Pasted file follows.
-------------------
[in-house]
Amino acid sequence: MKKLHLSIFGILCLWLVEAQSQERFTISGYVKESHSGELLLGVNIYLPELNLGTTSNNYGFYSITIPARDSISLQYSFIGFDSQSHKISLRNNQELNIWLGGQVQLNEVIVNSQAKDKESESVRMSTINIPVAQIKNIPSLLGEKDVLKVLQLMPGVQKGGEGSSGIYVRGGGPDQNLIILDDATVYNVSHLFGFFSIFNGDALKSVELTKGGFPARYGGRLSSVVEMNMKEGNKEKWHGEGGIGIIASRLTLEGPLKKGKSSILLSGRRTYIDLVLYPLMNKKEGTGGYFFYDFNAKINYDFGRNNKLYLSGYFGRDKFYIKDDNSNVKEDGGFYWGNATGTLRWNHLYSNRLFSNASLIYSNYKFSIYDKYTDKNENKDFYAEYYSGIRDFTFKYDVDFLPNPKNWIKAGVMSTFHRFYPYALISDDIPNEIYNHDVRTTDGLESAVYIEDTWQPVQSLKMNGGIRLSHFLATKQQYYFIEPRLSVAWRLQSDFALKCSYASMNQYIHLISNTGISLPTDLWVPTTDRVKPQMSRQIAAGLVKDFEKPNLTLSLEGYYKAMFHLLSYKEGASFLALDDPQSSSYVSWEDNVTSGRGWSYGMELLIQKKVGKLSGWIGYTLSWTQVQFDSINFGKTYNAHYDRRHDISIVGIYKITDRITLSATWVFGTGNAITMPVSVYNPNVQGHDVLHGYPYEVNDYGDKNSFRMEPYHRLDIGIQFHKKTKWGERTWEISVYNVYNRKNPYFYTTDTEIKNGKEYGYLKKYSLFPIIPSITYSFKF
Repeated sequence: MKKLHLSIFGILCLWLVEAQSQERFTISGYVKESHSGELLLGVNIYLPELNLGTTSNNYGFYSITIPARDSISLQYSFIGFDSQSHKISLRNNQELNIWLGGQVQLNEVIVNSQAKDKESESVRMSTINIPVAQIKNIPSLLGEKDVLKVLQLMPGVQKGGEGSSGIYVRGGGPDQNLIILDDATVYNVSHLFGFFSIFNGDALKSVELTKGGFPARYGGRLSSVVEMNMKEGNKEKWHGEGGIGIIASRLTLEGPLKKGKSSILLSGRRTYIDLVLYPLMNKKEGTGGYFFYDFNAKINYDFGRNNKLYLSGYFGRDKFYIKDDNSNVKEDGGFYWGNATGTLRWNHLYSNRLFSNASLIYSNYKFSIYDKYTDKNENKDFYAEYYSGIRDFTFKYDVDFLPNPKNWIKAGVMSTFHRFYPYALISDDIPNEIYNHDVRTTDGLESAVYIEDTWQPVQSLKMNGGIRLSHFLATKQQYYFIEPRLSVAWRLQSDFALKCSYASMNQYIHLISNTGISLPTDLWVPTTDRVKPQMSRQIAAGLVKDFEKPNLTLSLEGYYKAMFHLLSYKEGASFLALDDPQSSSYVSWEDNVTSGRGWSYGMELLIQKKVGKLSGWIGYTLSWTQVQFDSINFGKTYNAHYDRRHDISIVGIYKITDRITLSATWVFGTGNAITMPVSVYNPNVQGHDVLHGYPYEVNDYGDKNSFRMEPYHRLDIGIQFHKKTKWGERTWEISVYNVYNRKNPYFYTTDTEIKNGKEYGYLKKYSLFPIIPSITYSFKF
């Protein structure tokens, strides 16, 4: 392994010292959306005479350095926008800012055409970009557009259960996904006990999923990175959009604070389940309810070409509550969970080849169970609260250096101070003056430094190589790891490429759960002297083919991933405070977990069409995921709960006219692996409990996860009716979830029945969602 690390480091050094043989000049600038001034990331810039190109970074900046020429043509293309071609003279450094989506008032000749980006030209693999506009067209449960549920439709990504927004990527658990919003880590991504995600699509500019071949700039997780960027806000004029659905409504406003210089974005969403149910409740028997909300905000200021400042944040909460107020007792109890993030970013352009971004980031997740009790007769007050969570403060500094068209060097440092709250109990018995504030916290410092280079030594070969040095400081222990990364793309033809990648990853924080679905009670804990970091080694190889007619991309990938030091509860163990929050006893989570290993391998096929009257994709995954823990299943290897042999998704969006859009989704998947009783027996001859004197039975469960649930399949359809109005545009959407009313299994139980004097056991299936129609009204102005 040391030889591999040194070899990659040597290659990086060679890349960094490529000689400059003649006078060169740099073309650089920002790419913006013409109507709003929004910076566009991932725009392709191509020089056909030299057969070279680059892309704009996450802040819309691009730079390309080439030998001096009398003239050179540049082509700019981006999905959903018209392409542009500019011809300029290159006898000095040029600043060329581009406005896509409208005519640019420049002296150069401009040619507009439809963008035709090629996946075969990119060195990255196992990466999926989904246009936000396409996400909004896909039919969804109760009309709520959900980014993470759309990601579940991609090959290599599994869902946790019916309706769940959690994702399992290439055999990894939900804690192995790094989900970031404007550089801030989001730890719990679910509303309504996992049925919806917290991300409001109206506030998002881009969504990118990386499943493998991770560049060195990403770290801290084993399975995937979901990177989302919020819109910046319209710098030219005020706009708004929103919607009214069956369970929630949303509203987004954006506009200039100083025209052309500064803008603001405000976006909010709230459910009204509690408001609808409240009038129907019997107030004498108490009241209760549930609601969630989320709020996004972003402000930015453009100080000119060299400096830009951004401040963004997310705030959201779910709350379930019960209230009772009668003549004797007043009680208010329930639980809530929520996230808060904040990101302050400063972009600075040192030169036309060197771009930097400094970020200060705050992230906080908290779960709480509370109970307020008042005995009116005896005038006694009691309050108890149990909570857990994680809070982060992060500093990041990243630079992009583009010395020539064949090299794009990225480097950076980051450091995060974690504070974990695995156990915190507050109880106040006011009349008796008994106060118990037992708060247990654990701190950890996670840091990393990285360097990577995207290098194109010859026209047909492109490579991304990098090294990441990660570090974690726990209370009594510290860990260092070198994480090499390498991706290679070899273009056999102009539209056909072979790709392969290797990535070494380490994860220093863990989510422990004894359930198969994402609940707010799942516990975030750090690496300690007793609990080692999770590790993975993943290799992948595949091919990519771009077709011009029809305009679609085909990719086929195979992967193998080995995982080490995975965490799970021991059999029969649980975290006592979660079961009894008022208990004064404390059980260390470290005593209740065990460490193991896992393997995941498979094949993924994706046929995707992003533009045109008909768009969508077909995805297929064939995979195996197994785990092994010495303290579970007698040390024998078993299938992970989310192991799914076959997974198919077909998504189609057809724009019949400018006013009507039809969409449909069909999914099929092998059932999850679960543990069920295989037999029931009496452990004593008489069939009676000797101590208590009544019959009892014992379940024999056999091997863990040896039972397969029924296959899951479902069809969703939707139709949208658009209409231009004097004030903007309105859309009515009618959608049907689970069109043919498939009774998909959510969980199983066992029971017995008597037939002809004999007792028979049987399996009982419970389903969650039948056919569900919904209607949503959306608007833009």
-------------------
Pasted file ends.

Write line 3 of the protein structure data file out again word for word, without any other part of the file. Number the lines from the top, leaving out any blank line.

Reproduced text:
Repeated sequence: MKKLHLSIFGILCLWLVEAQSQERFTISGYVKESHSGELLLGVNIYLPELNLGTTSNNYGFYSITIPARDSISLQYSFIGFDSQSHKISLRNNQELNIWLGGQVQLNEVIVNSQAKDKESESVRMSTINIPVAQIKNIPSLLGEKDVLKVLQLMPGVQKGGEGSSGIYVRGGGPDQNLIILDDATVYNVSHLFGFFSIFNGDALKSVELTKGGFPARYGGRLSSVVEMNMKEGNKEKWHGEGGIGIIASRLTLEGPLKKGKSSILLSGRRTYIDLVLYPLMNKKEGTGGYFFYDFNAKINYDFGRNNKLYLSGYFGRDKFYIKDDNSNVKEDGGFYWGNATGTLRWNHLYSNRLFSNASLIYSNYKFSIYDKYTDKNENKDFYAEYYSGIRDFTFKYDVDFLPNPKNWIKAGVMSTFHRFYPYALISDDIPNEIYNHDVRTTDGLESAVYIEDTWQPVQSLKMNGGIRLSHFLATKQQYYFIEPRLSVAWRLQSDFALKCSYASMNQYIHLISNTGISLPTDLWVPTTDRVKPQMSRQIAAGLVKDFEKPNLTLSLEGYYKAMFHLLSYKEGASFLALDDPQSSSYVSWEDNVTSGRGWSYGMELLIQKKVGKLSGWIGYTLSWTQVQFDSINFGKTYNAHYDRRHDISIVGIYKITDRITLSATWVFGTGNAITMPVSVYNPNVQGHDVLHGYPYEVNDYGDKNSFRMEPYHRLDIGIQFHKKTKWGERTWEISVYNVYNRKNPYFYTTDTEIKNGKEYGYLKKYSLFPIIPSITYSFKF